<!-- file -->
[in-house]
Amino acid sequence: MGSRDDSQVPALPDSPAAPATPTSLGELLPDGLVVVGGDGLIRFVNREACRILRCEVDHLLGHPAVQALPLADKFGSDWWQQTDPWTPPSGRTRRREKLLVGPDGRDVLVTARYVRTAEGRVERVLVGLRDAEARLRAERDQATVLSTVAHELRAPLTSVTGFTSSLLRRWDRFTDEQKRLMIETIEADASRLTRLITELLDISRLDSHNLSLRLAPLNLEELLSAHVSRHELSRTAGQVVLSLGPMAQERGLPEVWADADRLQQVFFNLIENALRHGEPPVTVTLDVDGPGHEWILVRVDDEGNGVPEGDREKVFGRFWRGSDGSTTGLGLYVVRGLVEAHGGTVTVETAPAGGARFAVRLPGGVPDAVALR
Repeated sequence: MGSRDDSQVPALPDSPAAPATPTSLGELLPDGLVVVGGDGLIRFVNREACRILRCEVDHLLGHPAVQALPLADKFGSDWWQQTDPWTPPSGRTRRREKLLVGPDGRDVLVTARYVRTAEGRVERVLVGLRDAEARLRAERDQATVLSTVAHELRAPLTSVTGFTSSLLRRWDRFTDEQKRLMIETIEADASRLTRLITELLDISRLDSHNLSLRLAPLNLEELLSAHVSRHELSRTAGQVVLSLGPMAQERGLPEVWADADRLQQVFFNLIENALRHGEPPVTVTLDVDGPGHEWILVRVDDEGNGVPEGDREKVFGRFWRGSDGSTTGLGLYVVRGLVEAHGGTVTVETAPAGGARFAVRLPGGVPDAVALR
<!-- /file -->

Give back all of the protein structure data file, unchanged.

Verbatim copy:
[in-house]
Amino acid sequence: MGSRDDSQVPALPDSPAAPATPTSLGELLPDGLVVVGGDGLIRFVNREACRILRCEVDHLLGHPAVQALPLADKFGSDWWQQTDPWTPPSGRTRRREKLLVGPDGRDVLVTARYVRTAEGRVERVLVGLRDAEARLRAERDQATVLSTVAHELRAPLTSVTGFTSSLLRRWDRFTDEQKRLMIETIEADASRLTRLITELLDISRLDSHNLSLRLAPLNLEELLSAHVSRHELSRTAGQVVLSLGPMAQERGLPEVWADADRLQQVFFNLIENALRHGEPPVTVTLDVDGPGHEWILVRVDDEGNGVPEGDREKVFGRFWRGSDGSTTGLGLYVVRGLVEAHGGTVTVETAPAGGARFAVRLPGGVPDAVALR
Repeated sequence: MGSRDDSQVPALPDSPAAPATPTSLGELLPDGLVVVGGDGLIRFVNREACRILRCEVDHLLGHPAVQALPLADKFGSDWWQQTDPWTPPSGRTRRREKLLVGPDGRDVLVTARYVRTAEGRVERVLVGLRDAEARLRAERDQATVLSTVAHELRAPLTSVTGFTSSLLRRWDRFTDEQKRLMIETIEADASRLTRLITELLDISRLDSHNLSLRLAPLNLEELLSAHVSRHELSRTAGQVVLSLGPMAQERGLPEVWADADRLQQVFFNLIENALRHGEPPVTVTLDVDGPGHEWILVRVDDEGNGVPEGDREKVFGRFWRGSDGSTTGLGLYVVRGLVEAHGGTVTVETAPAGGARFAVRLPGGVPDAVALR